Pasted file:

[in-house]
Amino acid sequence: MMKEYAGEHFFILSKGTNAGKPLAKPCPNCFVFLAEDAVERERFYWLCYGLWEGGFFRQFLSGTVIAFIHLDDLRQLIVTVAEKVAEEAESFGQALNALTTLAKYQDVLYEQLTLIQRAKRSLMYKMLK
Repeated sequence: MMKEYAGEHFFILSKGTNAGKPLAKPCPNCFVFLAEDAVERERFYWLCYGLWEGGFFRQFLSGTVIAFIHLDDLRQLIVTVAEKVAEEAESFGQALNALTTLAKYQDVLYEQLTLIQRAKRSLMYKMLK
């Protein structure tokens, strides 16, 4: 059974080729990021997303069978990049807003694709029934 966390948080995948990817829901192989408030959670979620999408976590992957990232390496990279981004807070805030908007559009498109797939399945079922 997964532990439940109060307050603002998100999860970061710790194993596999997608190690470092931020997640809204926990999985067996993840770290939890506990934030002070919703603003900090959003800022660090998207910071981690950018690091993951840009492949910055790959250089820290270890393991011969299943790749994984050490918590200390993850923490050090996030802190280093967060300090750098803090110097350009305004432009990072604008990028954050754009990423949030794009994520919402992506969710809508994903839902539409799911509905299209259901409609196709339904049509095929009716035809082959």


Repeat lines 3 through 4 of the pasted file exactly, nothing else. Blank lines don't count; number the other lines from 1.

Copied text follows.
Repeated sequence: MMKEYAGEHFFILSKGTNAGKPLAKPCPNCFVFLAEDAVERERFYWLCYGLWEGGFFRQFLSGTVIAFIHLDDLRQLIVTVAEKVAEEAESFGQALNALTTLAKYQDVLYEQLTLIQRAKRSLMYKMLK
């Protein structure tokens, strides 16, 4: 059974080729990021997303069978990049807003694709029934 966390948080995948990817829901192989408030959670979620999408976590992957990232390496990279981004807070805030908007559009498109797939399945079922 997964532990439940109060307050603002998100999860970061710790194993596999997608190690470092931020997640809204926990999985067996993840770290939890506990934030002070919703603003900090959003800022660090998207910071981690950018690091993951840009492949910055790959250089820290270890393991011969299943790749994984050490918590200390993850923490050090996030802190280093967060300090750098803090110097350009305004432009990072604008990028954050754009990423949030794009994520919402992506969710809508994903839902539409799911509905299209259901409609196709339904049509095929009716035809082959």